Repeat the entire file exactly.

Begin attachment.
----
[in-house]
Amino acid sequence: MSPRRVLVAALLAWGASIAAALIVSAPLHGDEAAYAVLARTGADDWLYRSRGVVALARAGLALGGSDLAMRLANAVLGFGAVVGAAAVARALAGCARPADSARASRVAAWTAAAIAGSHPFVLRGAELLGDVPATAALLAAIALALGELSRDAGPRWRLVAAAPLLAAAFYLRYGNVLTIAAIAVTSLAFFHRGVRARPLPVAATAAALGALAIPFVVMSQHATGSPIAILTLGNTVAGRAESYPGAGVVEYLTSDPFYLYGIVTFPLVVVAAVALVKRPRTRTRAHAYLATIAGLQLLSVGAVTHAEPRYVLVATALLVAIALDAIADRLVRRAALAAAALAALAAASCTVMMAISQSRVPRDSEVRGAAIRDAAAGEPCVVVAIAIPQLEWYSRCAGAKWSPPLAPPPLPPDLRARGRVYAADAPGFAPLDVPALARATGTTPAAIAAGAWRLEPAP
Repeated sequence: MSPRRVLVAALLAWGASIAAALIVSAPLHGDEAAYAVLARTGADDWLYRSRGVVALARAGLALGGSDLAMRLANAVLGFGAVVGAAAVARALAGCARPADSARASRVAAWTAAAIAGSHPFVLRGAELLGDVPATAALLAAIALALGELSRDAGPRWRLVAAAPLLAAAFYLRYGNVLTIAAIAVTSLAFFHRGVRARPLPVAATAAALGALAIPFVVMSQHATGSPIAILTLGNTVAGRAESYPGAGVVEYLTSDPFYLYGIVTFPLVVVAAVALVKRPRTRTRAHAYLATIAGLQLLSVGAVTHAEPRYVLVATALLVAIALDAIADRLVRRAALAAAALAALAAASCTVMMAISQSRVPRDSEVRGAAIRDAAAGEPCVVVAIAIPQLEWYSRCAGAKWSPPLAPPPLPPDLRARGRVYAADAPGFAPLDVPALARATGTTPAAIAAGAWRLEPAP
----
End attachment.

[in-house]
Amino acid sequence: MSPRRVLVAALLAWGASIAAALIVSAPLHGDEAAYAVLARTGADDWLYRSRGVVALARAGLALGGSDLAMRLANAVLGFGAVVGAAAVARALAGCARPADSARASRVAAWTAAAIAGSHPFVLRGAELLGDVPATAALLAAIALALGELSRDAGPRWRLVAAAPLLAAAFYLRYGNVLTIAAIAVTSLAFFHRGVRARPLPVAATAAALGALAIPFVVMSQHATGSPIAILTLGNTVAGRAESYPGAGVVEYLTSDPFYLYGIVTFPLVVVAAVALVKRPRTRTRAHAYLATIAGLQLLSVGAVTHAEPRYVLVATALLVAIALDAIADRLVRRAALAAAALAALAAASCTVMMAISQSRVPRDSEVRGAAIRDAAAGEPCVVVAIAIPQLEWYSRCAGAKWSPPLAPPPLPPDLRARGRVYAADAPGFAPLDVPALARATGTTPAAIAAGAWRLEPAP
Repeated sequence: MSPRRVLVAALLAWGASIAAALIVSAPLHGDEAAYAVLARTGADDWLYRSRGVVALARAGLALGGSDLAMRLANAVLGFGAVVGAAAVARALAGCARPADSARASRVAAWTAAAIAGSHPFVLRGAELLGDVPATAALLAAIALALGELSRDAGPRWRLVAAAPLLAAAFYLRYGNVLTIAAIAVTSLAFFHRGVRARPLPVAATAAALGALAIPFVVMSQHATGSPIAILTLGNTVAGRAESYPGAGVVEYLTSDPFYLYGIVTFPLVVVAAVALVKRPRTRTRAHAYLATIAGLQLLSVGAVTHAEPRYVLVATALLVAIALDAIADRLVRRAALAAAALAALAAASCTVMMAISQSRVPRDSEVRGAAIRDAAAGEPCVVVAIAIPQLEWYSRCAGAKWSPPLAPPPLPPDLRARGRVYAADAPGFAPLDVPALARATGTTPAAIAAGAWRLEPAP